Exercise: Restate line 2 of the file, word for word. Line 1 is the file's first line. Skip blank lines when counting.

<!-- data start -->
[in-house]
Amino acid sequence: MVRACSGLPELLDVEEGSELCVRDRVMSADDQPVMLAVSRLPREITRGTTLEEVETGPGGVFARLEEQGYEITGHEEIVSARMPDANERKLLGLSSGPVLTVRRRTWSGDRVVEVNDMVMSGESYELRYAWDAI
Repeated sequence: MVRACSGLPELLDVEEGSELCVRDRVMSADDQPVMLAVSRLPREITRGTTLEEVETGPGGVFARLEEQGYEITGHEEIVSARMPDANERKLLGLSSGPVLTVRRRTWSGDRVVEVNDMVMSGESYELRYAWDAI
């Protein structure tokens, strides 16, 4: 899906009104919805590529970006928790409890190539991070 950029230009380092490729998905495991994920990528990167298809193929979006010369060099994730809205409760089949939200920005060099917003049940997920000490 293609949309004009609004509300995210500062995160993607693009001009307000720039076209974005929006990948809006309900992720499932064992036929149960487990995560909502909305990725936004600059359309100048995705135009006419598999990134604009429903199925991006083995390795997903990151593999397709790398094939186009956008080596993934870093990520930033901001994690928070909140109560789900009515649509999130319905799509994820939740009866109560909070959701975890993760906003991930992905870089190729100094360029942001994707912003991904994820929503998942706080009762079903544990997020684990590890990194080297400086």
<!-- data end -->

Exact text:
Amino acid sequence: MVRACSGLPELLDVEEGSELCVRDRVMSADDQPVMLAVSRLPREITRGTTLEEVETGPGGVFARLEEQGYEITGHEEIVSARMPDANERKLLGLSSGPVLTVRRRTWSGDRVVEVNDMVMSGESYELRYAWDAI